Senate Bill 428 through 431 (Substitute S-1 as reported)

Sponsor: Senator Stephanie Chang (S.B. 428)

Senator Jeff Irwin (S.B. 429)

Senator Erika Geiss (S.B. 430)

Senator Jeremy Moss (S.B. 431)

Committee: Civil Rights, Judiciary, and Public Safety




Senate Bill 428 (S-1) would amend the juvenile Code to do the following:

--    Prohibit a court from ordering a juvenile or a juvenile's parent, guardian, or legal custodian to pay specified fees or costs associated with the juvenile's court case, court proceedings, or post-disposition care.

--    Prohibit the court from collecting the balance of any court-ordered fines, fees, or costs previously assessed to a juvenile, beginning July 1, 2024.

--    Prohibit an individual from being placed outside of his or her home solely based on nonpayment of restitution or refusal to perform community service.

--    Require 100% of the money collected from a juvenile subject to crime victim payments to be applied to the payment of restitution to a victim's estate before the balance could be applied to assessments to the Crime Victim Rights Fund.

--    Repeal Section 18m of the Code, which establishes the minimum costs a juvenile must pay arising from a juvenile proceeding.

Senate Bill 429 (S-1) would amend the DNA Identification Profiling System Act to exempt a juvenile within the jurisdiction of the court under the juvenile Code from the requirement to pay a $60 assessment for the retention of the juvenile's DNA identification profile.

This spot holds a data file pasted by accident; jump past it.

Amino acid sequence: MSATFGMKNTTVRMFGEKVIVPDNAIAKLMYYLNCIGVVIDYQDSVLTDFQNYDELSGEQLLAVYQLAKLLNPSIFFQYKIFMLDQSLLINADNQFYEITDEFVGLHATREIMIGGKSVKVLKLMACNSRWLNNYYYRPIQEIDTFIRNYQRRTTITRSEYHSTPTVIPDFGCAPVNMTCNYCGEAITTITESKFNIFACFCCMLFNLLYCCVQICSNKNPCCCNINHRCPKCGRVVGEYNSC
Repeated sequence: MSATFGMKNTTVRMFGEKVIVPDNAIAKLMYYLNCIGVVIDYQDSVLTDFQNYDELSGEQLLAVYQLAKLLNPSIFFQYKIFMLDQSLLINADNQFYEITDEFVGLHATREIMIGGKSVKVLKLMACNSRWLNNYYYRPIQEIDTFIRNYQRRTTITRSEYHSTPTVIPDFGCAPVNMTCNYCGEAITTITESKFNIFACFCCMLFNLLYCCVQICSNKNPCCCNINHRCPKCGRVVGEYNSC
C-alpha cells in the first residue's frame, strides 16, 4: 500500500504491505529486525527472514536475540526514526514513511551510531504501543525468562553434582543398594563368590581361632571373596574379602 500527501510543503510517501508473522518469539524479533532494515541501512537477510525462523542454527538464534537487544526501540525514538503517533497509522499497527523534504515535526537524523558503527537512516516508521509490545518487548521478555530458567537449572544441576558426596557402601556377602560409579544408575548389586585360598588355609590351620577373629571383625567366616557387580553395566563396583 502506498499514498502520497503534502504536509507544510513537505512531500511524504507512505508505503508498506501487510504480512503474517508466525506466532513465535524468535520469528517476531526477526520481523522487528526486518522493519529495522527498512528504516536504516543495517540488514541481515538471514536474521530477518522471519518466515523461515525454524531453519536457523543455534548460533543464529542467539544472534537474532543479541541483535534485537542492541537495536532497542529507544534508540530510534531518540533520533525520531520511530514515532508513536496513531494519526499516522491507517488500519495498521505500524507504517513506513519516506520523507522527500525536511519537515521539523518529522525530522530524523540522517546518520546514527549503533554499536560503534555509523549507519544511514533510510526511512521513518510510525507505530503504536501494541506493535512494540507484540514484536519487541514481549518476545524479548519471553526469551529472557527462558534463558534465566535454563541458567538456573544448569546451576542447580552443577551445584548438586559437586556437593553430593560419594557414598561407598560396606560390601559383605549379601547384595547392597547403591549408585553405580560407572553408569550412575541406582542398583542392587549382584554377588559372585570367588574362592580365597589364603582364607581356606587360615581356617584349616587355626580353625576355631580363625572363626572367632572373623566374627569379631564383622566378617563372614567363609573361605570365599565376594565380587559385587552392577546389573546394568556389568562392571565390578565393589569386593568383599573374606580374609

Senate Bill 430 (S-1) would amend the Revised Judicature Act to exempt a juvenile, or a parent, guardian, or legal custodian of a juvenile within the jurisdiction of the court under the juvenile Code, from a late penalty if the juvenile failed to pay a fee or cost associated with court proceedings in 56 days.

Senate Bill 431 (S-1) would amend the Code of Criminal Procedure to delete the following:

--    A requirement that the written order of commitment for a juvenile committed to a juvenile agency include a provision for the reimbursement to the court by the juvenile or the juvenile's guardians for the cost of care or service.

--    A provision allowing the court to enter an order to intercept the tax refunds of a juvenile or his or her parent, guardian, or custodian for recovery of costs of care or service on a delinquent account.

--    A provision allowing the court to order a juvenile or person responsible for the juvenile's support, or both, to reimburse the court for attorney fees if the court appoints an attorney to represent the juvenile.


The bills are tie-barred, and each bill would take effect July 1, 2024.


MCL 712A.2f et al. (S.B. 428)

28.176 (S.B. 429)

600.4803 (S.B. 430)

769.1 (S.B. 431)




The Task Force on Juvenile Justice, created by Governor Whitmer's Executive Order 2021-6, was charged with analyzing Michigan's juvenile justice system and recommending changes to State law, policy, and appropriations aimed to improve youth outcomes. The Task Force found that inconsistent court fees and assessments across the State may disproportionately burden the rehabilitation of some juveniles. Additionally, testimony indicates that non-restitution fees, such as court costs and assessments, generally can make juvenile rehabilitation more difficult. Accordingly, it has been suggested that all non-restitution fees be prohibited.